a trench having a first portion that extends into a substrate below an upper surface of the substrate and a second portion that passes through a tunnel dielectric layer disposed on the upper surface of the substrate and a floating gate layer disposed on the tunnel dielectric layer;
a layer of first dielectric material lining the first portion of the trench;
a first dielectric plug partially filling the first portion of the trench, the first dielectric plug comprising a layer of second dielectric material formed on the layer of first dielectric material lining the first portion of the trench and a layer of third dielectric material formed on the layer of second dielectric material;
a second dielectric plug of a fourth dielectric material filling a remaining portion of the first portion of the trench and disposed on the layer of first dielectric material lining the first portion of the trench, disposed on an upper surface of the first dielectric plug, and filling the second portion of the trench so as to contact the tunnel dielectric layer and the floating gate layer;
an intergate dielectric layer overlying the floating gate layer; and
a control gate overlying the intergate dielectric layer;
wherein the upper surface of the first dielectric plug comprises an upper surface of the layer of the third dielectric material and a portion of the layer of the second dielectric material coplanar with the upper surface of the layer of the third dielectric material; and
wherein an upper surface of the intergate dielectric layer is located at a depth below an upper surface of the second dielectric plug.
5. The integrated circuit device of claim 4, wherein the second dielectric plug contacts the intergate dielectric layer and the control gate.
6. An integrated circuit device, comprising:
a first dielectric plug formed in a substrate so that an upper surface of the first dielectric plug is located below an upper surface of the substrate, the first dielectric plug comprising a layer of first dielectric material formed on a layer of second dielectric material;
a second dielectric plug of a third dielectric material formed on the upper surface of the first dielectric plug and extending through a layer of fourth dielectric material formed overlying the upper surface of the substrate and a conductive layer formed overlying the layer of fourth dielectric material, wherein the second dielectric plug contacts a portion of the layer of fourth dielectric material and the conductive layer;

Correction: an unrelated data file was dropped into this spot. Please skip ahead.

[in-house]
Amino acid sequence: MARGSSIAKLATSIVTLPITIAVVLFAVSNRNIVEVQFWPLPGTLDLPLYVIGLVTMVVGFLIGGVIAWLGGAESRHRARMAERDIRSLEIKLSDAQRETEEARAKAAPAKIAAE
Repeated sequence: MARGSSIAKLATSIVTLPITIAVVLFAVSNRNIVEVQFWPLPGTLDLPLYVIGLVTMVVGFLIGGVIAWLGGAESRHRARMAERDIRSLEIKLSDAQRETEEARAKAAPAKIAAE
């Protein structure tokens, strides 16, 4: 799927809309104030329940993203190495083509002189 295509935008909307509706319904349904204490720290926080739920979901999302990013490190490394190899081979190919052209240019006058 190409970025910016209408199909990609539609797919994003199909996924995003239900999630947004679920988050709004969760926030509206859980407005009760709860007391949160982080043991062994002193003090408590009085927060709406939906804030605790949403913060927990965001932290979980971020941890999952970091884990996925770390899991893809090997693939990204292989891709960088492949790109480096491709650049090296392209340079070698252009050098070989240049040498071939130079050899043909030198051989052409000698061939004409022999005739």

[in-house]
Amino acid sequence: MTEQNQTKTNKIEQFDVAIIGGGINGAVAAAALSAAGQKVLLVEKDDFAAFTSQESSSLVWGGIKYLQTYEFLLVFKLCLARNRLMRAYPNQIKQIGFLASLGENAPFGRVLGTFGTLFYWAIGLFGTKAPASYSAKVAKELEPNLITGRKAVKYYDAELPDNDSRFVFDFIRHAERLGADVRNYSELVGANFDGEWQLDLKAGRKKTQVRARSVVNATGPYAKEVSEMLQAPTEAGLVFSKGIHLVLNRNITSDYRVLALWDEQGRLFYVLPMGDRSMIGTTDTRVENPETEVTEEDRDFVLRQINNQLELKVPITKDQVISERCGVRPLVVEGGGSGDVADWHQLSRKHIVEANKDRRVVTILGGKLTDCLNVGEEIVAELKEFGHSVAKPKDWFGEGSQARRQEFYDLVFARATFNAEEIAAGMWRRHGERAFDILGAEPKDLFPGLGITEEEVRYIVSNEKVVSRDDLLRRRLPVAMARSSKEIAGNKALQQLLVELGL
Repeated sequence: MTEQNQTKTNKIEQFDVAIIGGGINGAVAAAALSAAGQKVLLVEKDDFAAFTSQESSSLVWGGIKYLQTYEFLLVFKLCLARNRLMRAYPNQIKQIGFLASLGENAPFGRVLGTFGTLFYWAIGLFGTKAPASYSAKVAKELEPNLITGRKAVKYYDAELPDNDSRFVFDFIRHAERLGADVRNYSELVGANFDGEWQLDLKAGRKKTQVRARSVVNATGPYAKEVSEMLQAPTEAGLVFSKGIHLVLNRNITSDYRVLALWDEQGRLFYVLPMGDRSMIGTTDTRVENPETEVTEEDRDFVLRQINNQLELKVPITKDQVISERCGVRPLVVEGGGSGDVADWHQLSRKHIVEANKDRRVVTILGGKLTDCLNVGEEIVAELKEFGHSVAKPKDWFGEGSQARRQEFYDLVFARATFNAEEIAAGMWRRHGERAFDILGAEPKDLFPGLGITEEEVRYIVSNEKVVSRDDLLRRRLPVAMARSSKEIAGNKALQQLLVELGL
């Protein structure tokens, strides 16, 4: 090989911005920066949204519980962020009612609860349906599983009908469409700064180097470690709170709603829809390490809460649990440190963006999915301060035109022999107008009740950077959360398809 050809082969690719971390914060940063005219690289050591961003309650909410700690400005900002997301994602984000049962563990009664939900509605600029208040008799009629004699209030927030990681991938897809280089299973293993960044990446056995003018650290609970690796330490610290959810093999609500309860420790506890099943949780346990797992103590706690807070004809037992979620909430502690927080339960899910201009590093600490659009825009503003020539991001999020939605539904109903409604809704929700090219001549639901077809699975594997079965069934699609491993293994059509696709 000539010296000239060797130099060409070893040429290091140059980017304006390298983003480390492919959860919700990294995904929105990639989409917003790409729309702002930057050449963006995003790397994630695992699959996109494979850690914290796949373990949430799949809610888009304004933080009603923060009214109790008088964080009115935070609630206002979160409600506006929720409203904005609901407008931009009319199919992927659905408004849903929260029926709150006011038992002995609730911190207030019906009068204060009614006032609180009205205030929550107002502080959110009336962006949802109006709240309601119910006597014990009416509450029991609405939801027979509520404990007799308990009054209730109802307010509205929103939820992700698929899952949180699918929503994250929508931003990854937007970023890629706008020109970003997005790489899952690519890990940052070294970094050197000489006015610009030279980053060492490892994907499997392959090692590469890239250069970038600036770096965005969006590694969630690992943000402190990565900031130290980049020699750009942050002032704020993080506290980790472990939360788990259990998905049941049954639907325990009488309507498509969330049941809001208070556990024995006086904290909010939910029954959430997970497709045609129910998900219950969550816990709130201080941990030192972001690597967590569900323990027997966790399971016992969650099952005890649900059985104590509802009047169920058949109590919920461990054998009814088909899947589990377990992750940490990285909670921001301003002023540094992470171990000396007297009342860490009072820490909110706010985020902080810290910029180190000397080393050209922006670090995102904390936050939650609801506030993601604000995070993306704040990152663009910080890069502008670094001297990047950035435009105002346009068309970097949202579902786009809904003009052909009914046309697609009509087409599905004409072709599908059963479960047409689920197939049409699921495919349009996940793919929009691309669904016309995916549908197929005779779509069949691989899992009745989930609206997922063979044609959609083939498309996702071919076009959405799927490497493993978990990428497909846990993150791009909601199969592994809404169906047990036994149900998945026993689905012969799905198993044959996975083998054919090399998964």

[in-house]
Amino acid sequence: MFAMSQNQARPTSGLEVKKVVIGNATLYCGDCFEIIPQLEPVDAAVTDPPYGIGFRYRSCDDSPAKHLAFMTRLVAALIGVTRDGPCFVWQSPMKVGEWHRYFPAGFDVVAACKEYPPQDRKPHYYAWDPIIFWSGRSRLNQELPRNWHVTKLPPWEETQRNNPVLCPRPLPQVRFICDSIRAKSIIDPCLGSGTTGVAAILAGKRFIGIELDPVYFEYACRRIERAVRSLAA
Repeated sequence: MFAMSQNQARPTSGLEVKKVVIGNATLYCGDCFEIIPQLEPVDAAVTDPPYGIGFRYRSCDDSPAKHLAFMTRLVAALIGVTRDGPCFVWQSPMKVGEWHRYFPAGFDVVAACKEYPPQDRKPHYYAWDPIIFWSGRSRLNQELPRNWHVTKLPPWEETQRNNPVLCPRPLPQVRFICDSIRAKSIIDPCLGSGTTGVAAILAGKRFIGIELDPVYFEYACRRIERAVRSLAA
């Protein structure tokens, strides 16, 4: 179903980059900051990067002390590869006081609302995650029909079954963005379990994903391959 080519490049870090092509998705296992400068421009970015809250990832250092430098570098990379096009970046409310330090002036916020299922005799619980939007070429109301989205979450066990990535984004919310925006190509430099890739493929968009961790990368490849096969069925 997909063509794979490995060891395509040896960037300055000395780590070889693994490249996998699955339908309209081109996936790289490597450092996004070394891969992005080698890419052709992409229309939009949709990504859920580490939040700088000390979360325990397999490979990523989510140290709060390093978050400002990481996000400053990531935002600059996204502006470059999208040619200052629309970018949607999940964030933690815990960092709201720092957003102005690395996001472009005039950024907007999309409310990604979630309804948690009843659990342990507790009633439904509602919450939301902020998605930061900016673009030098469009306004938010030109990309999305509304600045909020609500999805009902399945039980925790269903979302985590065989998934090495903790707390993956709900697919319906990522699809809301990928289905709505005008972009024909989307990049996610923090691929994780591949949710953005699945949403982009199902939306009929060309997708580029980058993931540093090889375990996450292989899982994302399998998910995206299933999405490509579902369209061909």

a layer of fifth dielectric material overlying the conductive layer; and
an other conductive layer overlying the layer of fifth dielectric material;
wherein the upper surface of the first dielectric plug comprises an upper surface of the layer of the first dielectric material and a portion of the layer of the second dielectric material coplanar with the upper surface of the layer of the first dielectric material; and wherein an upper surface of the fifth dielectric material is located at a depth below an upper surface of the second dielectric plug.
7. The integrated circuit device of claim 1, wherein the second dielectric plug contacts a portion of the fifth dielectric material and a portion of the other conductive layer.
8. The integrated circuit device of claim 1, further comprising a layer of sixth dielectric material interposed between the substrate and the layer of second dielectric material of the first dielectric plug and interposed between a portion of the second dielectric plug and the substrate.
9. The integrated circuit device of claim 8, wherein the layer of sixth dielectric material is in direct contact with the substrate and is in direct contact with the layer of second dielectric material.
10. The integrated circuit device of claim 1, wherein the second dielectric material is a nitride, the first dielectric material is a spin-on dielectric, and the third dielectric material is a high-density-plasma material.